Somehow, Someway College Football Got Its Dream Playoff Lineup

Adam Kramer@kegsneggsNational College Football Lead WriterDecember 7, 2014

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The biggest cheers on Sunday didn’t come from Columbus, Ohio. They came from back rooms and boardrooms in Bristol, Connecticut, where the network tasked with televising the first-ever College Football Playoff celebrated a miraculous (and lucrative) sequence of events.

For the first time all season—and the only time that mattered—the four vacancies in the College Football Playoff were claimed by four eyeball-grabbing, ratings-breeding college football programs. That draft you currently feel is the wind coming courtesy of the aggressive, shoulder-surgery-inducing fist pumps at ESPN.

Alabama, Oregon, Florida State and Ohio State will be the first four teams to compete for a national championship in the College Football Playoff era.

The nation’s No. 1 team, the Crimson Tide, will meet the No. 4 Buckeyes in the Sugar Bowl, while the Ducks and Seminoles will compete in the Rose Bowl in the matchup between No. 2 and No. 3.

The elephant in the room—outside of the actual elephant firmly holding on to the top seed—is that No. 5 Baylor and No. 6 TCU were both left out of the playoff entirely.

More matter of fact, the conference-championship-game-less Big 12 will be without a team on New Year’s Day. 

There was a strong, convincing case to be made for both Big 12 programs. TCU’s overall resume had the look and feel of a Top Four team. Baylor closed out the season with only one defeat and was the lone team to beat the Horned Frogs.

Both campuses will be coping with the letdown for some time, and understandably so. The same could be said about Big 12 commissioner Bob Bowlsby, who expressed his disappointment shortly after ESPN unveiled the final rankings. 

Big12's Bob Bowlsby: "We were penalized for not having a championship game. It would have been nice to have been told that ahead of time"

— Bruce Feldman (@BruceFeldmanCFB) December 7, 2014

The debate that has helped drive interest in this shiny new postseason will continue, although it’s moot at this point. The top four teams—whether you believe they belong or not—are set.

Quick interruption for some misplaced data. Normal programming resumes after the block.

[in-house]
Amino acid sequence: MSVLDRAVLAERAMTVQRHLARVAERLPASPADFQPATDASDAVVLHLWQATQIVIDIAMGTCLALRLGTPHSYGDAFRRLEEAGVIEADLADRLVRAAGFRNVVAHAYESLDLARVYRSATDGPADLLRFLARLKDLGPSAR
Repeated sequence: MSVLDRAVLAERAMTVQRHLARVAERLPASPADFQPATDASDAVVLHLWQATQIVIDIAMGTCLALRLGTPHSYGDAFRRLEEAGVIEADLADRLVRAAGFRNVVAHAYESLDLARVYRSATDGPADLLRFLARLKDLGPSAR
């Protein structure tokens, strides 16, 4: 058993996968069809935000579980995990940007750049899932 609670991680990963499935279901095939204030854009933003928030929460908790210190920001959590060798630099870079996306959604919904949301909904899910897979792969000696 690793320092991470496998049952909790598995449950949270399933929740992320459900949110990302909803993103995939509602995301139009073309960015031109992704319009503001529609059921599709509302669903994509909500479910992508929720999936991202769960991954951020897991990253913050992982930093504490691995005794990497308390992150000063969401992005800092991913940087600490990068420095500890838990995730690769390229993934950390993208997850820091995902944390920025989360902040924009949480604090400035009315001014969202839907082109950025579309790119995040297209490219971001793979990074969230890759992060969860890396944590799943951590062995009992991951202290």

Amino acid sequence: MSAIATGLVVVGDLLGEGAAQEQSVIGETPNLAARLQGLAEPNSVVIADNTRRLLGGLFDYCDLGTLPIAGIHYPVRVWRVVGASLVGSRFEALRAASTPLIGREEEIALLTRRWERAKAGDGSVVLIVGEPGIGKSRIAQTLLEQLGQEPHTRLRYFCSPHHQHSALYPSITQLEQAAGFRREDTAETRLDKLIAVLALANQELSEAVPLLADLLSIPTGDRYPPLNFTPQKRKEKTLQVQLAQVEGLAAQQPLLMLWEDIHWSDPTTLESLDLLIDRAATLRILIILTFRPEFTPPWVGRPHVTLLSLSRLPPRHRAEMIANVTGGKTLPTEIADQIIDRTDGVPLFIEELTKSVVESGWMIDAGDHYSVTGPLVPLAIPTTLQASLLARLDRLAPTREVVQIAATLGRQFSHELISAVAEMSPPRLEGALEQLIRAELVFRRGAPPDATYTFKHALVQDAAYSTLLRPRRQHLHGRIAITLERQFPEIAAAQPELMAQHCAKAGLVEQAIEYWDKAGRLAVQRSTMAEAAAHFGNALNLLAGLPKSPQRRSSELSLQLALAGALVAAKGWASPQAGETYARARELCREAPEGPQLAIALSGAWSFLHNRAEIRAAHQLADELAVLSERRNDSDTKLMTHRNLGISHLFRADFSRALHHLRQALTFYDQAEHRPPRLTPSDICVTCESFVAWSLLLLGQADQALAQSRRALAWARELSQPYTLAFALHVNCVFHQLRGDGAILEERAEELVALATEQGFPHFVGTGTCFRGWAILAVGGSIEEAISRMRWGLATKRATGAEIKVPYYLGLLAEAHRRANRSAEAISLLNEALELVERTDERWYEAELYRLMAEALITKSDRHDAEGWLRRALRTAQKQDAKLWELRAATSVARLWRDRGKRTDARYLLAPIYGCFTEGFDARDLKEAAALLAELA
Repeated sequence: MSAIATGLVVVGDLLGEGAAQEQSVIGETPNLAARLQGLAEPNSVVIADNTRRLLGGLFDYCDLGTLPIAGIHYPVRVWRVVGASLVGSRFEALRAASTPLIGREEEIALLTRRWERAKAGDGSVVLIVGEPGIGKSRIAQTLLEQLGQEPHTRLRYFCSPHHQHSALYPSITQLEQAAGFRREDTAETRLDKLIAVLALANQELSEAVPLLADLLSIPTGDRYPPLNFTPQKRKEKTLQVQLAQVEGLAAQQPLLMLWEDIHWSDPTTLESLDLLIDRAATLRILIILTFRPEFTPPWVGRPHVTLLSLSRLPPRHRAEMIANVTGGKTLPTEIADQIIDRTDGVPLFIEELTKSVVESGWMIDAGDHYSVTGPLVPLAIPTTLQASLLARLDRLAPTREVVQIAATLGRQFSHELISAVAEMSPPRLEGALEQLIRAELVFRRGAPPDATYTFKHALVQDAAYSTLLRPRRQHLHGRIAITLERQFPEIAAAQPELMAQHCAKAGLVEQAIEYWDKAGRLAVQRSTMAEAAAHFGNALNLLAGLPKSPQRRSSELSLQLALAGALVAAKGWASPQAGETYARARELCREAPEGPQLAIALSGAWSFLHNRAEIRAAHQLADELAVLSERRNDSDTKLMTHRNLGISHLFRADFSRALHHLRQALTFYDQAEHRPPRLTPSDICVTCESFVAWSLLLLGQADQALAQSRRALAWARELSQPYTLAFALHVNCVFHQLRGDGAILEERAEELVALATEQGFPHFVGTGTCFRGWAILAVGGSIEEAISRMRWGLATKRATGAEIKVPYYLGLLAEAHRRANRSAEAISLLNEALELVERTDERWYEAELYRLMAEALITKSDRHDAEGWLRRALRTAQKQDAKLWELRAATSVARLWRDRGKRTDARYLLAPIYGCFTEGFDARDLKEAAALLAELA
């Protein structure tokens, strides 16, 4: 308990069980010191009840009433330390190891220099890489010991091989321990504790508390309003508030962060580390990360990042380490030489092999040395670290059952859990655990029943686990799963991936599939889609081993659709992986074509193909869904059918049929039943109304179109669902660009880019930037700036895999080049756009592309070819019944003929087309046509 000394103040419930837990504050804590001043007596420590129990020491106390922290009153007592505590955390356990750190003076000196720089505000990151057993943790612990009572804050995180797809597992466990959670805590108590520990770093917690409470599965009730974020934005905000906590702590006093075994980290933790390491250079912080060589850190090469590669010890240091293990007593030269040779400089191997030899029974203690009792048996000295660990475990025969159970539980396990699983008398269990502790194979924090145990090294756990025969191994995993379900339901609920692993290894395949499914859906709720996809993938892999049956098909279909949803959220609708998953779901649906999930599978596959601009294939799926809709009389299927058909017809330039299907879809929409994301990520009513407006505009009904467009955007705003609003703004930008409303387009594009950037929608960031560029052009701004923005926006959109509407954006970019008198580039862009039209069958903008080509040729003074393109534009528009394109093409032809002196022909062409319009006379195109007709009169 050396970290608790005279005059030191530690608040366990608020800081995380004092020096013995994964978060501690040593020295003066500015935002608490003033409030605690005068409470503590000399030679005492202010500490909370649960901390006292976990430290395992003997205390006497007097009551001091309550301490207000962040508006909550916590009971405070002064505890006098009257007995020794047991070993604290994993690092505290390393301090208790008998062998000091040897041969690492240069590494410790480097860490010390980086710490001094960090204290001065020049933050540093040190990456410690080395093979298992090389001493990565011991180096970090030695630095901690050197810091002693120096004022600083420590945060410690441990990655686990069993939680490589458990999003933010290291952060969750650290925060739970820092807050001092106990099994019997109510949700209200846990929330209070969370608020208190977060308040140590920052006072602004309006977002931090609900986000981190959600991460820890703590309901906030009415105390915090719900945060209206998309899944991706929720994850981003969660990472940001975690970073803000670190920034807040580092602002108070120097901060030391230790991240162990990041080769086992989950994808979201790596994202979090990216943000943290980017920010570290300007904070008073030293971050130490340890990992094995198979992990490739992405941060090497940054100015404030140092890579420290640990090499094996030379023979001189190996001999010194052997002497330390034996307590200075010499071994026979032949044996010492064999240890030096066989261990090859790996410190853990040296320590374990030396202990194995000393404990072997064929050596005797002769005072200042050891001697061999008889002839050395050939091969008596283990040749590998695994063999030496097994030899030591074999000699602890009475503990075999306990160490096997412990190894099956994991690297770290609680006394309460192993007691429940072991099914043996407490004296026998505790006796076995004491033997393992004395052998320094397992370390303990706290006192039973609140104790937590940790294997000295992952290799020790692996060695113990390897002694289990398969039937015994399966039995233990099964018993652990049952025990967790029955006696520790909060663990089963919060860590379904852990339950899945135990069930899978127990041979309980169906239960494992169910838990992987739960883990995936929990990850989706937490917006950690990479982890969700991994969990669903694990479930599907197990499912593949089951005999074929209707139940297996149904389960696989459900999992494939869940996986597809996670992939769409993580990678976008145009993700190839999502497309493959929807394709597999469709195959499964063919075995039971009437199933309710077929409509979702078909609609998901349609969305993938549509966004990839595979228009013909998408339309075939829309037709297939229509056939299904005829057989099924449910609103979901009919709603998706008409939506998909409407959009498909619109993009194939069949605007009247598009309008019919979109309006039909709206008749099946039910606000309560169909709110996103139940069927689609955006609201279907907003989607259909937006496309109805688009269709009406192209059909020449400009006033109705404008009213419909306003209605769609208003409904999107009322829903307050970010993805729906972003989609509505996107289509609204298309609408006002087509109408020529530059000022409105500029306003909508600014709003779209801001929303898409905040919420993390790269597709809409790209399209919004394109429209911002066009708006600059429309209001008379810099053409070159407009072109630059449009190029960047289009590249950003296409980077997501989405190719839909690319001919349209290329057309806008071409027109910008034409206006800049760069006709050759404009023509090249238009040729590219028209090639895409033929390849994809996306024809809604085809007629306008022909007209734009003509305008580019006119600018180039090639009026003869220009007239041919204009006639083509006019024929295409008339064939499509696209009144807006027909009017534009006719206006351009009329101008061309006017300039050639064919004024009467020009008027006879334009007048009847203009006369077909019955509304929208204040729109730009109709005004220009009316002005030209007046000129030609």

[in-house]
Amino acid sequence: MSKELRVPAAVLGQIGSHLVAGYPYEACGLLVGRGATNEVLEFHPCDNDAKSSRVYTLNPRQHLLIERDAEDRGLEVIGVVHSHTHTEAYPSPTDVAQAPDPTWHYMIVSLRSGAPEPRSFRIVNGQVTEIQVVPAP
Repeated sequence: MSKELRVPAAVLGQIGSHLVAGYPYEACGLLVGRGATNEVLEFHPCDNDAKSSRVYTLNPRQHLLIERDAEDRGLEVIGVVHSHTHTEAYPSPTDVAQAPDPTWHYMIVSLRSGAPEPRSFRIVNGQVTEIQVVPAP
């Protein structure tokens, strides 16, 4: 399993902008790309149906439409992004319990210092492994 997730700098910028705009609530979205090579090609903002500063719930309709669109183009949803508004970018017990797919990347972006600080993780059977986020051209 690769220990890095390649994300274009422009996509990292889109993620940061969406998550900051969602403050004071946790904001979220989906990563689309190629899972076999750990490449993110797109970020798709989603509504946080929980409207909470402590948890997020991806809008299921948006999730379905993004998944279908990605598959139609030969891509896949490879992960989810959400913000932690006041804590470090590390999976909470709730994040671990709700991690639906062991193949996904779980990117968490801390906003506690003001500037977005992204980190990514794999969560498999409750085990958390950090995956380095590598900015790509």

As a result, the storylines, intrigue and interest will follow like an avalanche. Outside of perhaps a Notre Dame cameo, it’s hard to envision a more enthralling way to kick things off from a viewership and watchability perspective.

We have Nick Saban versus Urban Meyer, a heavyweight fight between the two finest coaches in the sport. We have a likely Heisman finalist in wideout Amari Cooper going up against a third-string quarterback, Cardale Jones, who looked superhuman in his one and only start. 

And there’s Lane Kiffin on his continued path to redemption going toe-to-toe with the spectacular Ohio State defensive line led by Joey Bosa, a sophomore ripe with endless talent and charisma.

ATLANTA, GA - DECEMBER 06:  Offensive Coordinator Lane Kiffin prepares for the SEC Championship game against the Missouri Tigers at the Georgia Dome on December 6, 2014 in Atlanta, Georgia.  (Photo by Scott Cunningham/Getty Images)
Scott Cunningham/Getty Images

Ohio State fans unleashed a “We Want 'Bama” chant in Lucas Oil Stadium as the Big Ten championship was winding down. They got their wish.

This, however, is only half of the heavenly slate.

Florida State and Oregon will be a matchup featuring Heisman quarterbacks. Jameis Winston, last year’s winner, just put together his most impressive single-game performance of the year in the ACC championship game. Marcus Mariota, a lock to win the award next Saturday, just closed out one of the more dominant individual seasons we’ve ever seen.

You have speed versus size. You have traditional and familiar versus neon and bold. You have one program hoping to finally break through and win a national championship going up against an opponent that hasn’t lost a football game in two years.

There are so many subplots to discuss in both of these games with ample time to do so.

And perhaps most intriguing of all, there’s a real possibility that Alabama and Oregon will finally meet in a dream matchup that has been in the making for years, this time for a national championship. 

Such potential scenarios will be explored in depth in the days and weeks to follow. Regardless of the outcomes of the two semifinal games, the inaugural College Football Playoff has already won.

You might not agree with what the selection committee ultimately decided, which is understandable considering the unique and controversial circumstances. But given the coaches, players, Heismans, villains, unexpected stars, uniforms and the seemingly endless storylines involved, it's hard not to be captivated by what's ahead.

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